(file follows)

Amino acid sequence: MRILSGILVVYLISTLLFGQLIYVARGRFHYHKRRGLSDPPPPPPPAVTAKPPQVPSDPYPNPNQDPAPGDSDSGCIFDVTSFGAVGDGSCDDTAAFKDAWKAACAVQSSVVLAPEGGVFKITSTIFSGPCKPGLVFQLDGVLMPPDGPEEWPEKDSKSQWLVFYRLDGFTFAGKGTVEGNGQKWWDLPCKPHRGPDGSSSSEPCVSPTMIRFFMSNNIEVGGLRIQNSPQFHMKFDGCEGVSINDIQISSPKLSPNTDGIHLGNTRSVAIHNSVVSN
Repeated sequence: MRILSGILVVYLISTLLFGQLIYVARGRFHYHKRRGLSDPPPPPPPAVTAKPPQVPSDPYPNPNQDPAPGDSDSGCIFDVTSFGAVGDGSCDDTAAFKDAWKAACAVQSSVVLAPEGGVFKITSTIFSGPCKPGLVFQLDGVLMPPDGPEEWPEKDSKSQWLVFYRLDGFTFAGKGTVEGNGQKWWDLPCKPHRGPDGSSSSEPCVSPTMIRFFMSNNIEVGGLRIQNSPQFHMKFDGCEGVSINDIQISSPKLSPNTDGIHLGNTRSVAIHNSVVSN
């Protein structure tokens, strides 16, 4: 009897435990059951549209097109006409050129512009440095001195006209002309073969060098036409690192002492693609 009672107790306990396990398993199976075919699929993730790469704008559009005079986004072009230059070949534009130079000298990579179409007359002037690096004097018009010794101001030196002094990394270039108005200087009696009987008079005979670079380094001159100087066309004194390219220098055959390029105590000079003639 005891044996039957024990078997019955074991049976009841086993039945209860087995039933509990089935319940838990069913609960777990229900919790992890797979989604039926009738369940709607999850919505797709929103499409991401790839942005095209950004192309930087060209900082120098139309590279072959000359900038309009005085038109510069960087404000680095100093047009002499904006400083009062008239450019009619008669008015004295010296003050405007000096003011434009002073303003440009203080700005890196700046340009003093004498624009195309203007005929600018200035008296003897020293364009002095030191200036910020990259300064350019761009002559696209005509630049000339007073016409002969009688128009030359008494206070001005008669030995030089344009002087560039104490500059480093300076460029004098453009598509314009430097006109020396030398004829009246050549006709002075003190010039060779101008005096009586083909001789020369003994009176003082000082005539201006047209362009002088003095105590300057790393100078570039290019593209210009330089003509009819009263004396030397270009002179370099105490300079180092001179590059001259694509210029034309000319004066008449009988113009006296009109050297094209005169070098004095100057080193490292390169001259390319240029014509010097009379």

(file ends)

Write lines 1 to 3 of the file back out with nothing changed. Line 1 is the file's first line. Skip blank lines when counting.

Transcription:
Amino acid sequence: MRILSGILVVYLISTLLFGQLIYVARGRFHYHKRRGLSDPPPPPPPAVTAKPPQVPSDPYPNPNQDPAPGDSDSGCIFDVTSFGAVGDGSCDDTAAFKDAWKAACAVQSSVVLAPEGGVFKITSTIFSGPCKPGLVFQLDGVLMPPDGPEEWPEKDSKSQWLVFYRLDGFTFAGKGTVEGNGQKWWDLPCKPHRGPDGSSSSEPCVSPTMIRFFMSNNIEVGGLRIQNSPQFHMKFDGCEGVSINDIQISSPKLSPNTDGIHLGNTRSVAIHNSVVSN
Repeated sequence: MRILSGILVVYLISTLLFGQLIYVARGRFHYHKRRGLSDPPPPPPPAVTAKPPQVPSDPYPNPNQDPAPGDSDSGCIFDVTSFGAVGDGSCDDTAAFKDAWKAACAVQSSVVLAPEGGVFKITSTIFSGPCKPGLVFQLDGVLMPPDGPEEWPEKDSKSQWLVFYRLDGFTFAGKGTVEGNGQKWWDLPCKPHRGPDGSSSSEPCVSPTMIRFFMSNNIEVGGLRIQNSPQFHMKFDGCEGVSINDIQISSPKLSPNTDGIHLGNTRSVAIHNSVVSN
């Protein structure tokens, strides 16, 4: 009897435990059951549209097109006409050129512009440095001195006209002309073969060098036409690192002492693609 009672107790306990396990398993199976075919699929993730790469704008559009005079986004072009230059070949534009130079000298990579179409007359002037690096004097018009010794101001030196002094990394270039108005200087009696009987008079005979670079380094001159100087066309004194390219220098055959390029105590000079003639 005891044996039957024990078997019955074991049976009841086993039945209860087995039933509990089935319940838990069913609960777990229900919790992890797979989604039926009738369940709607999850919505797709929103499409991401790839942005095209950004192309930087060209900082120098139309590279072959000359900038309009005085038109510069960087404000680095100093047009002499904006400083009062008239450019009619008669008015004295010296003050405007000096003011434009002073303003440009203080700005890196700046340009003093004498624009195309203007005929600018200035008296003897020293364009002095030191200036910020990259300064350019761009002559696209005509630049000339007073016409002969009688128009030359008494206070001005008669030995030089344009002087560039104490500059480093300076460029004098453009598509314009430097006109020396030398004829009246050549006709002075003190010039060779101008005096009586083909001789020369003994009176003082000082005539201006047209362009002088003095105590300057790393100078570039290019593209210009330089003509009819009263004396030397270009002179370099105490300079180092001179590059001259694509210029034309000319004066008449009988113009006296009109050297094209005169070098004095100057080193490292390169001259390319240029014509010097009379």